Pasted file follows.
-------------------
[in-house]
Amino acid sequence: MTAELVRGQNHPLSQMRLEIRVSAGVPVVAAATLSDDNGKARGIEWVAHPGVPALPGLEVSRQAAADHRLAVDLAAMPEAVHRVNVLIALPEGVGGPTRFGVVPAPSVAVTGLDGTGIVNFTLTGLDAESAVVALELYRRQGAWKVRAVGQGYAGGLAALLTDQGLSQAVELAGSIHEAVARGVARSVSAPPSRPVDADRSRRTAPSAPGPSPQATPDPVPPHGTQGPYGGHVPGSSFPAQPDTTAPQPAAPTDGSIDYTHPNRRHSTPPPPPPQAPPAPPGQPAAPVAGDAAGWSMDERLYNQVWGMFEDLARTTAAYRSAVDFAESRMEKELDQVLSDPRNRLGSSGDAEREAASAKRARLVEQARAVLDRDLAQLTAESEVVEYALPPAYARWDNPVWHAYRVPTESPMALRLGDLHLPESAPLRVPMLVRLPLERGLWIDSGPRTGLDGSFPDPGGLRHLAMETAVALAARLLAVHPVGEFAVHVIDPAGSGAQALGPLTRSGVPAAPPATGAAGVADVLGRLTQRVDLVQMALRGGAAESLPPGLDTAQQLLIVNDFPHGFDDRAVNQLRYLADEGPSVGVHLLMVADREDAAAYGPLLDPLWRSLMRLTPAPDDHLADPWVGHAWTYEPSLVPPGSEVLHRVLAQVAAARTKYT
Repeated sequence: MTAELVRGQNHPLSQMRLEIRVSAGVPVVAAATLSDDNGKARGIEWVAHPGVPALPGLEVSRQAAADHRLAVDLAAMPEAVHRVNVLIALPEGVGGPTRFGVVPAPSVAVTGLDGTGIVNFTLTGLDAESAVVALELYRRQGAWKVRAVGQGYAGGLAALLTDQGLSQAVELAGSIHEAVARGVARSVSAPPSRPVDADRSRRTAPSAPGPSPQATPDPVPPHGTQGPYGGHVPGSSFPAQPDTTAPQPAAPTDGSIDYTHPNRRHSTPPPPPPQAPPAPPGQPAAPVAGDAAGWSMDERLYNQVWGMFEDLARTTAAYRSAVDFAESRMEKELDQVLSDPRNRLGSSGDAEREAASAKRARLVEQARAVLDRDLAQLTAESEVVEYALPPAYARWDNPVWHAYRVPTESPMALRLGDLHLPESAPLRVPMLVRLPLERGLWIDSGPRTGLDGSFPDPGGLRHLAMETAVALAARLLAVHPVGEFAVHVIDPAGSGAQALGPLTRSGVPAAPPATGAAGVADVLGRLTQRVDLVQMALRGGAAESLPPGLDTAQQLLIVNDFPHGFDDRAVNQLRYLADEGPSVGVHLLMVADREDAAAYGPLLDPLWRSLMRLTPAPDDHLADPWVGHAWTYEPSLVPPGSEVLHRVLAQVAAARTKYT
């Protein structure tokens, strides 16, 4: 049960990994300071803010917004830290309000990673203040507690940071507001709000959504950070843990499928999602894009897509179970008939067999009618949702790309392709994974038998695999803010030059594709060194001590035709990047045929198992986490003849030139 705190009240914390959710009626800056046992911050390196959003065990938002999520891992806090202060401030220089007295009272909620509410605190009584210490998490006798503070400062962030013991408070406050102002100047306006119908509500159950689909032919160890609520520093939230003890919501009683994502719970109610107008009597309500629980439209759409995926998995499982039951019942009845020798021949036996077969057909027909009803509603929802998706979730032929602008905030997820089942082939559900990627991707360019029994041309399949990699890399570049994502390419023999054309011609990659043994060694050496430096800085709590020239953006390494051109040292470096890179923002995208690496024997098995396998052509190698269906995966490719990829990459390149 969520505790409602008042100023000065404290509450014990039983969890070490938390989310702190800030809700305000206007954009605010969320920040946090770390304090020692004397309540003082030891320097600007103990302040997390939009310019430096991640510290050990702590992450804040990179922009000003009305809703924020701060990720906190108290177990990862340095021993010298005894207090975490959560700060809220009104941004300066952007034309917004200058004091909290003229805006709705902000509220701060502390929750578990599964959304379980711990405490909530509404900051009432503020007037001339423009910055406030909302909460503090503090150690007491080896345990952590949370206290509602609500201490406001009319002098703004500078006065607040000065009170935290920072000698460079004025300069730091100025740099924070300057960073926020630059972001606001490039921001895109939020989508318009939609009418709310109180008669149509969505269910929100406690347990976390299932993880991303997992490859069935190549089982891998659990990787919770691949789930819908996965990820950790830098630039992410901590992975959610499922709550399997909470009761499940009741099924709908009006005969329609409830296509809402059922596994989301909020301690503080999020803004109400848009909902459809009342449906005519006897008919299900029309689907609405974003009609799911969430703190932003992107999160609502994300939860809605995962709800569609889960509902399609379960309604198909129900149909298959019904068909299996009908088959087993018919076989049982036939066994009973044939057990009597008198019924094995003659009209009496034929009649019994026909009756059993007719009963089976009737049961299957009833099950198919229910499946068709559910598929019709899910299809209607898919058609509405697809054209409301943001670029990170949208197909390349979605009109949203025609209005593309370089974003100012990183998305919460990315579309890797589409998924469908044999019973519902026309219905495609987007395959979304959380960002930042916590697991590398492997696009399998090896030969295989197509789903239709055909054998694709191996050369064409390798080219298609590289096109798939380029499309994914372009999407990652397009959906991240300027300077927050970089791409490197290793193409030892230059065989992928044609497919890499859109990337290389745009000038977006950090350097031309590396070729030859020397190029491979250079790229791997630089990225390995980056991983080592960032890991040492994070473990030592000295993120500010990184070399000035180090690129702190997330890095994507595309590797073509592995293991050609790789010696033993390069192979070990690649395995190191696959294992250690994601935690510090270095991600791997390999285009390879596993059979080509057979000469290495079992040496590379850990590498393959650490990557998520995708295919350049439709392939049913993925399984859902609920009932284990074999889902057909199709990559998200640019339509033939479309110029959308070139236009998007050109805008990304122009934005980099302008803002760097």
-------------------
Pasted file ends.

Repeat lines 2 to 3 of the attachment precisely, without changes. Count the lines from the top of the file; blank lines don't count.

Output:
Amino acid sequence: MTAELVRGQNHPLSQMRLEIRVSAGVPVVAAATLSDDNGKARGIEWVAHPGVPALPGLEVSRQAAADHRLAVDLAAMPEAVHRVNVLIALPEGVGGPTRFGVVPAPSVAVTGLDGTGIVNFTLTGLDAESAVVALELYRRQGAWKVRAVGQGYAGGLAALLTDQGLSQAVELAGSIHEAVARGVARSVSAPPSRPVDADRSRRTAPSAPGPSPQATPDPVPPHGTQGPYGGHVPGSSFPAQPDTTAPQPAAPTDGSIDYTHPNRRHSTPPPPPPQAPPAPPGQPAAPVAGDAAGWSMDERLYNQVWGMFEDLARTTAAYRSAVDFAESRMEKELDQVLSDPRNRLGSSGDAEREAASAKRARLVEQARAVLDRDLAQLTAESEVVEYALPPAYARWDNPVWHAYRVPTESPMALRLGDLHLPESAPLRVPMLVRLPLERGLWIDSGPRTGLDGSFPDPGGLRHLAMETAVALAARLLAVHPVGEFAVHVIDPAGSGAQALGPLTRSGVPAAPPATGAAGVADVLGRLTQRVDLVQMALRGGAAESLPPGLDTAQQLLIVNDFPHGFDDRAVNQLRYLADEGPSVGVHLLMVADREDAAAYGPLLDPLWRSLMRLTPAPDDHLADPWVGHAWTYEPSLVPPGSEVLHRVLAQVAAARTKYT
Repeated sequence: MTAELVRGQNHPLSQMRLEIRVSAGVPVVAAATLSDDNGKARGIEWVAHPGVPALPGLEVSRQAAADHRLAVDLAAMPEAVHRVNVLIALPEGVGGPTRFGVVPAPSVAVTGLDGTGIVNFTLTGLDAESAVVALELYRRQGAWKVRAVGQGYAGGLAALLTDQGLSQAVELAGSIHEAVARGVARSVSAPPSRPVDADRSRRTAPSAPGPSPQATPDPVPPHGTQGPYGGHVPGSSFPAQPDTTAPQPAAPTDGSIDYTHPNRRHSTPPPPPPQAPPAPPGQPAAPVAGDAAGWSMDERLYNQVWGMFEDLARTTAAYRSAVDFAESRMEKELDQVLSDPRNRLGSSGDAEREAASAKRARLVEQARAVLDRDLAQLTAESEVVEYALPPAYARWDNPVWHAYRVPTESPMALRLGDLHLPESAPLRVPMLVRLPLERGLWIDSGPRTGLDGSFPDPGGLRHLAMETAVALAARLLAVHPVGEFAVHVIDPAGSGAQALGPLTRSGVPAAPPATGAAGVADVLGRLTQRVDLVQMALRGGAAESLPPGLDTAQQLLIVNDFPHGFDDRAVNQLRYLADEGPSVGVHLLMVADREDAAAYGPLLDPLWRSLMRLTPAPDDHLADPWVGHAWTYEPSLVPPGSEVLHRVLAQVAAARTKYT